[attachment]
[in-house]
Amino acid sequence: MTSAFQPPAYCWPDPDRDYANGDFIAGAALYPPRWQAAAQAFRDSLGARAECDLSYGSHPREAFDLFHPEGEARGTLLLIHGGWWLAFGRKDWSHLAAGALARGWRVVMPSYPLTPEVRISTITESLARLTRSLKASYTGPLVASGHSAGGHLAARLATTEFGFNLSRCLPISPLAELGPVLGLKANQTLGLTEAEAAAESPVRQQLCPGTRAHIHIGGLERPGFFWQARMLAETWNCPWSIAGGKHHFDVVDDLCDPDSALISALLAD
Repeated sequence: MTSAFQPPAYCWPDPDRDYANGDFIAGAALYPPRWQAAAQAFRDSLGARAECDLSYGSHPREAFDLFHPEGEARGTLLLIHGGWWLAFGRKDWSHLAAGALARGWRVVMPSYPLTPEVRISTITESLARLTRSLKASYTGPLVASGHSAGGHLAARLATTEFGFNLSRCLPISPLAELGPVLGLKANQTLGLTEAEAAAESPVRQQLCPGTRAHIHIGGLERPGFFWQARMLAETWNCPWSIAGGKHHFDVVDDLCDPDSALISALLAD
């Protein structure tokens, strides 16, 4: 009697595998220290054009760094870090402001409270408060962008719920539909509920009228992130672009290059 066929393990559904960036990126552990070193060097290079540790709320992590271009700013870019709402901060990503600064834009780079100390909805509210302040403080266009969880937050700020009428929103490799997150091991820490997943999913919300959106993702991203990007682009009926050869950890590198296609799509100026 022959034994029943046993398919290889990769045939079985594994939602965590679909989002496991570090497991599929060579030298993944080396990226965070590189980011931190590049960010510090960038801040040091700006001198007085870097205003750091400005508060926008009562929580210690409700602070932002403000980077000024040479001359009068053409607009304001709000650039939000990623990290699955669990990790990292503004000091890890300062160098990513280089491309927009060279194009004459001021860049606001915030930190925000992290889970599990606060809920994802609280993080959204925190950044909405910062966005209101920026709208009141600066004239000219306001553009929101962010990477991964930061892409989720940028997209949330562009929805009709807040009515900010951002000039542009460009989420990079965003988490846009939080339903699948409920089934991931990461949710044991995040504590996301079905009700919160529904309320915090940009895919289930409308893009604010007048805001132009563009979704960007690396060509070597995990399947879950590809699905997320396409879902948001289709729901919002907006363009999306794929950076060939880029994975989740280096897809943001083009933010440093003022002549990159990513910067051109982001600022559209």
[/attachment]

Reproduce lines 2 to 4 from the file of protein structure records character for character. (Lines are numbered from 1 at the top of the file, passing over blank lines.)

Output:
Amino acid sequence: MTSAFQPPAYCWPDPDRDYANGDFIAGAALYPPRWQAAAQAFRDSLGARAECDLSYGSHPREAFDLFHPEGEARGTLLLIHGGWWLAFGRKDWSHLAAGALARGWRVVMPSYPLTPEVRISTITESLARLTRSLKASYTGPLVASGHSAGGHLAARLATTEFGFNLSRCLPISPLAELGPVLGLKANQTLGLTEAEAAAESPVRQQLCPGTRAHIHIGGLERPGFFWQARMLAETWNCPWSIAGGKHHFDVVDDLCDPDSALISALLAD
Repeated sequence: MTSAFQPPAYCWPDPDRDYANGDFIAGAALYPPRWQAAAQAFRDSLGARAECDLSYGSHPREAFDLFHPEGEARGTLLLIHGGWWLAFGRKDWSHLAAGALARGWRVVMPSYPLTPEVRISTITESLARLTRSLKASYTGPLVASGHSAGGHLAARLATTEFGFNLSRCLPISPLAELGPVLGLKANQTLGLTEAEAAAESPVRQQLCPGTRAHIHIGGLERPGFFWQARMLAETWNCPWSIAGGKHHFDVVDDLCDPDSALISALLAD
């Protein structure tokens, strides 16, 4: 009697595998220290054009760094870090402001409270408060962008719920539909509920009228992130672009290059 066929393990559904960036990126552990070193060097290079540790709320992590271009700013870019709402901060990503600064834009780079100390909805509210302040403080266009969880937050700020009428929103490799997150091991820490997943999913919300959106993702991203990007682009009926050869950890590198296609799509100026 022959034994029943046993398919290889990769045939079985594994939602965590679909989002496991570090497991599929060579030298993944080396990226965070590189980011931190590049960010510090960038801040040091700006001198007085870097205003750091400005508060926008009562929580210690409700602070932002403000980077000024040479001359009068053409607009304001709000650039939000990623990290699955669990990790990292503004000091890890300062160098990513280089491309927009060279194009004459001021860049606001915030930190925000992290889970599990606060809920994802609280993080959204925190950044909405910062966005209101920026709208009141600066004239000219306001553009929101962010990477991964930061892409989720940028997209949330562009929805009709807040009515900010951002000039542009460009989420990079965003988490846009939080339903699948409920089934991931990461949710044991995040504590996301079905009700919160529904309320915090940009895919289930409308893009604010007048805001132009563009979704960007690396060509070597995990399947879950590809699905997320396409879902948001289709729901919002907006363009999306794929950076060939880029994975989740280096897809943001083009933010440093003022002549990159990513910067051109982001600022559209």